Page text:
1618 Defenestration Of Prague: Two Catholic Lords, Secretary Survive 70-Ft. Fall
First, A Vocabulary Lesson
"Defenestration" is probably not a word that is in your everyday vernacular. This term, translated from Latin, literally means the act of throwing something, most often a person, out of a window. It's an oddly specific word that, not surprisingly, entered the language right around 1618, conveniently in time to name the May 23 event.
Prague In 1618
Just a year before, Archduke Ferdinand of Austria was appointed king of Bohemia, a wealthy province near Austria. Prior to this, every king of Bohemia answered to the Hapsburg kings and declined to enforce Catholicism on their subjects, accepting Protestant teachings and debates. In fact, officials signed the Letter of Majesty in 1608 to guarantee religious tolerance for the mix of Protestant and Catholic citizens of Bohemia. Ferdinand, however, was a staunch Catholic who felt it was his divine duty to unify the people into a Catholic empire. Although he pledged to honor the Letter of Majesty, he was likely just biding his time.
During this time, the Protestant Christian followers of Martin Luther, today called Lutherans, planned to build two new churches in Prague. According to the Letter of Majesty, they had every right to do this, but King Ferdinand was incensed. What's a freshly crowned monarch with a secret agenda to do? He couldn't forbid the building of the churches, but he could seize the land upon which they were to be built in the name of the crown. To rub salt into the Lutheran wound, he ordered the construction of Catholic churches on the lands he seized.
The Lutherans viewed King Ferdinand's stunt as an act of provocation and responded by staging a protest. The King sent his deputies to arrest the protesters, but that only incited more protests as Lutherans demanded the prisoners' release. When the King refused, word was sent to the people throughout Bohemia to converge on Prague on May 23 for a massive demonstration.
May 23, 1618
A well-known and well-respected soldier, Count Jindrich Thurn, organized the demonstrators and led them to the Prague Castle, where they confronted some of King Ferdinand's imperial deputies and charged them with violating the Letter of Majesty. Two were quickly released, but the mob demanded justice for the two remaining deputies, County Jaroslav Martinitz and Count Villem Slavata. As the lords feverishly prayed to the Virgin Mary for help, the crowd of protesters unlatched the windows and tossed the two men, along with their helpless secretary, out onto the streets below.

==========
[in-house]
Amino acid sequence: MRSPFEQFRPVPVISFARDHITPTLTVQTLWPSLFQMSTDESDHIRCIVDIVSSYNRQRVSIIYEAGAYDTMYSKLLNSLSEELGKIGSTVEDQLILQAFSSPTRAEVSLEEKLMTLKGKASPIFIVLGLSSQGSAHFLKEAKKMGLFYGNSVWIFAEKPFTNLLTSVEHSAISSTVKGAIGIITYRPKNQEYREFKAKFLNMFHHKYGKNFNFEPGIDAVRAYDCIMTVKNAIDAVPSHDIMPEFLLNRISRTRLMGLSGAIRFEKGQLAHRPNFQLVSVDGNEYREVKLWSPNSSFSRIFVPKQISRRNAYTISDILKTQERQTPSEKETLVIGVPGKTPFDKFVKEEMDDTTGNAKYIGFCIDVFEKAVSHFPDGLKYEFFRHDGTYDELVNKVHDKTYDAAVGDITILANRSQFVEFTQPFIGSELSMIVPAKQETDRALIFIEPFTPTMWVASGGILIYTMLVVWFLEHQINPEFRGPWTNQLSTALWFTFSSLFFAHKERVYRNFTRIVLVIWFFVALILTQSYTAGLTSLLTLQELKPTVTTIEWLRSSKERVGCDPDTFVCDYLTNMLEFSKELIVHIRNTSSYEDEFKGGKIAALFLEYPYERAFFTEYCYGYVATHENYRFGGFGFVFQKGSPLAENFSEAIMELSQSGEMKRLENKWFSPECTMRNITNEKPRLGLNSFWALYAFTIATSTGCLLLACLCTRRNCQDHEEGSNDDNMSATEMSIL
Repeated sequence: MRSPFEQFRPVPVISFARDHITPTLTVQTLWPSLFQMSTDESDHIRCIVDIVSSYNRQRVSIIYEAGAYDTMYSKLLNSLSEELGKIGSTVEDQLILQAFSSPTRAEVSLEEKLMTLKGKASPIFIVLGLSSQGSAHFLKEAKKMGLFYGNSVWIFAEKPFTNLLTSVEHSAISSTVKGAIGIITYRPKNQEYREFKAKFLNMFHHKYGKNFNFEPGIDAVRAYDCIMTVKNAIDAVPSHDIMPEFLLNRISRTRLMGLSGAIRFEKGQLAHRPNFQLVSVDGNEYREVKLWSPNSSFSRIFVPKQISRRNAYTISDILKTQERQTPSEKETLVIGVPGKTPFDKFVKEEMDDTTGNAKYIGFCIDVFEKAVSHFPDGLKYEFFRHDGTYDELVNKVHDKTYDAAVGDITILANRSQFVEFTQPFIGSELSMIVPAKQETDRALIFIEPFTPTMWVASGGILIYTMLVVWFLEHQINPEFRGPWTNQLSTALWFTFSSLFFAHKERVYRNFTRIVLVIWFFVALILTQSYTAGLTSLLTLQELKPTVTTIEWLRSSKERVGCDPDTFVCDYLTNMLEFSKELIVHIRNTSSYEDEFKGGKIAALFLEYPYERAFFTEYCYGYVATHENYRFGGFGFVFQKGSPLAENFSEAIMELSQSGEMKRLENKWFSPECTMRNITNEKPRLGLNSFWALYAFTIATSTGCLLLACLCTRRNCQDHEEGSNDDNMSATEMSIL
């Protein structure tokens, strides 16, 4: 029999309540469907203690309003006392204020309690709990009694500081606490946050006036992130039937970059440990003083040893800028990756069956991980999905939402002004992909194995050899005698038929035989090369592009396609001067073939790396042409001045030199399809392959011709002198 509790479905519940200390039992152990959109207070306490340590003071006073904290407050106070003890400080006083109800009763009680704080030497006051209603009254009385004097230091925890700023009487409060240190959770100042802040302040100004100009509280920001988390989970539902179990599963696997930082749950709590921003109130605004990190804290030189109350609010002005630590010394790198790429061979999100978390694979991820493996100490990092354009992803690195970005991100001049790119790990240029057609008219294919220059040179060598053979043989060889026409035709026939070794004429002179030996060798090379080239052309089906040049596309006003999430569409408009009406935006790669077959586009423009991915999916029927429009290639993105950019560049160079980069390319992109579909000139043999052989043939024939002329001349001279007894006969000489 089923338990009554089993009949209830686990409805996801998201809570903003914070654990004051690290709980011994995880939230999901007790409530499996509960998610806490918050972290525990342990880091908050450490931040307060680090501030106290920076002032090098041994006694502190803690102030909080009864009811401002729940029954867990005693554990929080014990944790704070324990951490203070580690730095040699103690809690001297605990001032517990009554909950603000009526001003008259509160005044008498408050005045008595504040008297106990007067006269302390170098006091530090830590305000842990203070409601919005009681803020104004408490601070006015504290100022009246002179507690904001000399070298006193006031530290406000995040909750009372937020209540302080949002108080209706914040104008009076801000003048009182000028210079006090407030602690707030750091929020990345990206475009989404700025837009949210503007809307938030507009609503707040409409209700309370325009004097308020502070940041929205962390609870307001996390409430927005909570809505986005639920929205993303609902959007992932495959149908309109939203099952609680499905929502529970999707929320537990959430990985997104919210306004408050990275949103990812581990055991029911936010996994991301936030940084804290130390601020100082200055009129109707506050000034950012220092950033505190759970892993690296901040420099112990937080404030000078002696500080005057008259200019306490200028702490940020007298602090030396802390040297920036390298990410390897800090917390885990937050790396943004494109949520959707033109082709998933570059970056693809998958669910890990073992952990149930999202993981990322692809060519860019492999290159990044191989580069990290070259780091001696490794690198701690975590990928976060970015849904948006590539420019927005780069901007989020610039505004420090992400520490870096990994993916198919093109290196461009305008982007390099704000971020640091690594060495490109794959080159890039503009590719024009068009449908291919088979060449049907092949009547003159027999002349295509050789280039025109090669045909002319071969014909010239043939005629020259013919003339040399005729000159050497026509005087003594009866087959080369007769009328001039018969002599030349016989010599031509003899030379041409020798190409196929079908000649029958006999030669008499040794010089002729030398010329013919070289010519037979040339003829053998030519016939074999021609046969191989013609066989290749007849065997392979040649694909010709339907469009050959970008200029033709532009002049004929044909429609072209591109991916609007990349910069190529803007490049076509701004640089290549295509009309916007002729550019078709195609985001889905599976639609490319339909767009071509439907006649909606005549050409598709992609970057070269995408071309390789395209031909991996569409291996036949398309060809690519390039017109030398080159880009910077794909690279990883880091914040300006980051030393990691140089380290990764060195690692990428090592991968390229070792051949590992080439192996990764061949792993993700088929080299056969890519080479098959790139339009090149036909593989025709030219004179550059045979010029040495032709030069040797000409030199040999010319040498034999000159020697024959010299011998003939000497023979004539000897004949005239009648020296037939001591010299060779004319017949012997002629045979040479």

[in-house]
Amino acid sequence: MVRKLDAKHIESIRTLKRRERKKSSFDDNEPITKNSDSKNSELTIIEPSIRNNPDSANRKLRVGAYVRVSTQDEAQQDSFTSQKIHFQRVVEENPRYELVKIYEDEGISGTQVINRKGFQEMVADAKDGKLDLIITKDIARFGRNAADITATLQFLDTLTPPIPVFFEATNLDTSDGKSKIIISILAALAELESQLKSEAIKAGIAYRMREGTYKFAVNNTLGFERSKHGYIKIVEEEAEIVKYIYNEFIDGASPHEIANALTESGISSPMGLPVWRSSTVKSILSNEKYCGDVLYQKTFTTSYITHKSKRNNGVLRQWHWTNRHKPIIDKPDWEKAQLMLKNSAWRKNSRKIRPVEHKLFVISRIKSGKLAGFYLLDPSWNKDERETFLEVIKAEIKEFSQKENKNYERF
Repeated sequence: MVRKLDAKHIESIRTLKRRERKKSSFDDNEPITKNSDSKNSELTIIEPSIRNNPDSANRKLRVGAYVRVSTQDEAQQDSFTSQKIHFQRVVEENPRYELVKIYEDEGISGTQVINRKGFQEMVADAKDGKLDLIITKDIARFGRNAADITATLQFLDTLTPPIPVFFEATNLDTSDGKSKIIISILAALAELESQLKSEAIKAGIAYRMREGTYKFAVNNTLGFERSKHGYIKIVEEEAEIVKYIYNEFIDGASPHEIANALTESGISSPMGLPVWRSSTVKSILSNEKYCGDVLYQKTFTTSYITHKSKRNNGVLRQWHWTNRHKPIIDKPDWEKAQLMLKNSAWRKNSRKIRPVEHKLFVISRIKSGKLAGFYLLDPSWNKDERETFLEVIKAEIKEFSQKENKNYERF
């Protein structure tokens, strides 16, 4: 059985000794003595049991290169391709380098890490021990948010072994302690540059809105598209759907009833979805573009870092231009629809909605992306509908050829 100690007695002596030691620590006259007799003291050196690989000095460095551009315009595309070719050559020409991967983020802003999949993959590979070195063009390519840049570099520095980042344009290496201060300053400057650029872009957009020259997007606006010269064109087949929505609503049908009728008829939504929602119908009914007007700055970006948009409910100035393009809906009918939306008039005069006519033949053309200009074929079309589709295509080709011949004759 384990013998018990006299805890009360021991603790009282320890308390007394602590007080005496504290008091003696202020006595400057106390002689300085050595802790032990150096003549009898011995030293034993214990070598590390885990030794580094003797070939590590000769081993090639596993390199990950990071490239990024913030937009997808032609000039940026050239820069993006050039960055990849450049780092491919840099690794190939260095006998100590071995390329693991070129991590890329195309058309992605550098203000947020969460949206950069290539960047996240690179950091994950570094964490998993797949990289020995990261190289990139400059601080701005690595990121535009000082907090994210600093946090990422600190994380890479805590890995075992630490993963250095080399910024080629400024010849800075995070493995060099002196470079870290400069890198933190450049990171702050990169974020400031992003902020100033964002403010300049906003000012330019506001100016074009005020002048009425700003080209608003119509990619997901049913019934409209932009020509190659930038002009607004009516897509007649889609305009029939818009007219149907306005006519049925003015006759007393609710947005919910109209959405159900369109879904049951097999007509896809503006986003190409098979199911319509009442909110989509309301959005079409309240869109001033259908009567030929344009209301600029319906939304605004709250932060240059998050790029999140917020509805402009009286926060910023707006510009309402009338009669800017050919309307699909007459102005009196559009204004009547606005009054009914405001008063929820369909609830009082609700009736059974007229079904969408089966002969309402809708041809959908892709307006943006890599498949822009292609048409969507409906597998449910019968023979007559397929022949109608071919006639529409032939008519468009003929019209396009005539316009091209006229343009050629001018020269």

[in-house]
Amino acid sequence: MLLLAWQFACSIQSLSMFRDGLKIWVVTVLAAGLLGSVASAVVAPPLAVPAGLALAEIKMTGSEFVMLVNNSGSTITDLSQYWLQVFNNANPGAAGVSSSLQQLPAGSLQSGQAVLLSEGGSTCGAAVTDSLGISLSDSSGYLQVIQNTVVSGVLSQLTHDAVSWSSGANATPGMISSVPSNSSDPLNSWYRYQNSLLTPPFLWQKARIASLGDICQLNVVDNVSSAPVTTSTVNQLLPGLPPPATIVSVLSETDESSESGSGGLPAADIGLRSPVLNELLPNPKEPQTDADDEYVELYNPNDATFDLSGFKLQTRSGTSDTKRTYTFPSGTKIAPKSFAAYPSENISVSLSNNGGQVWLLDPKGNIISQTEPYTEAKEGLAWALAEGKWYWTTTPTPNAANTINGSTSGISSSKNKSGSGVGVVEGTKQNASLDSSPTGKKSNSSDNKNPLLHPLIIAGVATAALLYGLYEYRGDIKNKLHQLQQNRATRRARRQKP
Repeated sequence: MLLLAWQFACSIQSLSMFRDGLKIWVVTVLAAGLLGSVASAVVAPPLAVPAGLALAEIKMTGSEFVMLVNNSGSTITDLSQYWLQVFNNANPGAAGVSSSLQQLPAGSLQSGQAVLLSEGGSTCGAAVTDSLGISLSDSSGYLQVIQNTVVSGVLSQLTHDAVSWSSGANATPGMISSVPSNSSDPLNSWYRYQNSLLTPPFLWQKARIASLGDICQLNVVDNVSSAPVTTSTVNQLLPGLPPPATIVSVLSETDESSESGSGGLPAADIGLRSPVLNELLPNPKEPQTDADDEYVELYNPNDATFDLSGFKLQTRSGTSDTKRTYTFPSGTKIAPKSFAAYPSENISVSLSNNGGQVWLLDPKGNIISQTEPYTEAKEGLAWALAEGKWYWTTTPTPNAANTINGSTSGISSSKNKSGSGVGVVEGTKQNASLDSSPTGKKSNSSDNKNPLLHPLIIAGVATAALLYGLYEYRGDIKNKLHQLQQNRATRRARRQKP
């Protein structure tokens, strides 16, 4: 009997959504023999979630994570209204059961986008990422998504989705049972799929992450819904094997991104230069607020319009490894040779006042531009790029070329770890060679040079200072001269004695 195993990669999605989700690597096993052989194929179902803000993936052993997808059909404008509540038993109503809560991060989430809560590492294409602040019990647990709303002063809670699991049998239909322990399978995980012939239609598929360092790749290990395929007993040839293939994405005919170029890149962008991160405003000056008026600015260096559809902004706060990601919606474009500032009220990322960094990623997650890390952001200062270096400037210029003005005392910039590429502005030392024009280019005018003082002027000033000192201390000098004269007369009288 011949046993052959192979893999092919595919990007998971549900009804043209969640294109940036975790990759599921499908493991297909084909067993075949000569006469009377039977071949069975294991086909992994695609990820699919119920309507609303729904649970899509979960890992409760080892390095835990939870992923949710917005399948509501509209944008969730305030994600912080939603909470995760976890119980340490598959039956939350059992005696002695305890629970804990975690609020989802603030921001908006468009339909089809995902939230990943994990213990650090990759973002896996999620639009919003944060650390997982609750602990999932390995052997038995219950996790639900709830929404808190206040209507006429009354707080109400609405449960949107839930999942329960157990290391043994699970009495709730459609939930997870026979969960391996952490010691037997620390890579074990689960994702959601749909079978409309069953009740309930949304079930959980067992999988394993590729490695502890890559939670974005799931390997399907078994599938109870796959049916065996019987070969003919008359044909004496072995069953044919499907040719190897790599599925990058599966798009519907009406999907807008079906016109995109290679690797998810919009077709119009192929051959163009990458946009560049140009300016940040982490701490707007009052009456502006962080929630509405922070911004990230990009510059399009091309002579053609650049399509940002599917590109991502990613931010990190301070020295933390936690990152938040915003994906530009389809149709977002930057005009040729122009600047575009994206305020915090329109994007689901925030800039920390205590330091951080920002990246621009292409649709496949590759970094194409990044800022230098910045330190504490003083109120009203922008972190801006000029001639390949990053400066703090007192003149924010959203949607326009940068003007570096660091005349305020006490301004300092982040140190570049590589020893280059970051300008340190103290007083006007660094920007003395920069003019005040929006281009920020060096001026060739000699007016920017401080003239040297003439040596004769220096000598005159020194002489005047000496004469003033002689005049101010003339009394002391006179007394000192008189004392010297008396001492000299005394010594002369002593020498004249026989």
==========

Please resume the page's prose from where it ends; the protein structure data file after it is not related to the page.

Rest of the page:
One Heck Of A Fall
Prague Castle is a tall and imposing structure, and the window from which the two deputies were thrown is 70 feet off the ground. Most people who fall from such a height die the moment they hit the ground, but protesters watched in amazement as Martinitz and the secretary jumped to their feet and fled, totally unharmed. Slavata was knocked unconscious by the fall, but he was quickly carried off by a group of servants and made a full recovery.
Divine Intervention? Or Poop?
The Catholics claimed that the three men were saved from certain death because the Virgin Mary heard their pleas for help and sent three angels to catch them as they fell. (Perhaps Slavata's angel got held up.) This explanation only bolstered their belief that King Ferdinand was right to enforce his Catholic rule, but the Lutheran witnesses told a different story. They claimed the three men survived because they landed in a squishy pile of dung that cushioned their fall.
The Road To The Thirty Years' War
Following the Defenestration of Prague, both the Catholics and the Protestants began to build up their armies in preparation for war. After the Protestants deposed King Ferdinand and installed a Calvinist named Frederick V. Elector Palatine on the throne, Ferdinand's army engaged the Protestants in battle on November 8, 1620 in the first skirmish of the Thirty Years' War. The Catholics were victorious, but the event led to plundering in Prague and the subsequent capture and execution of a group of Prague's noble elites. Several were beheaded, and their heads were suspended on iron hooks over the city's Bridge Tower as a warning. After this, the Thirty Years' War began in earnest, resulting in the deaths of eight million people over—you guessed it—30 years.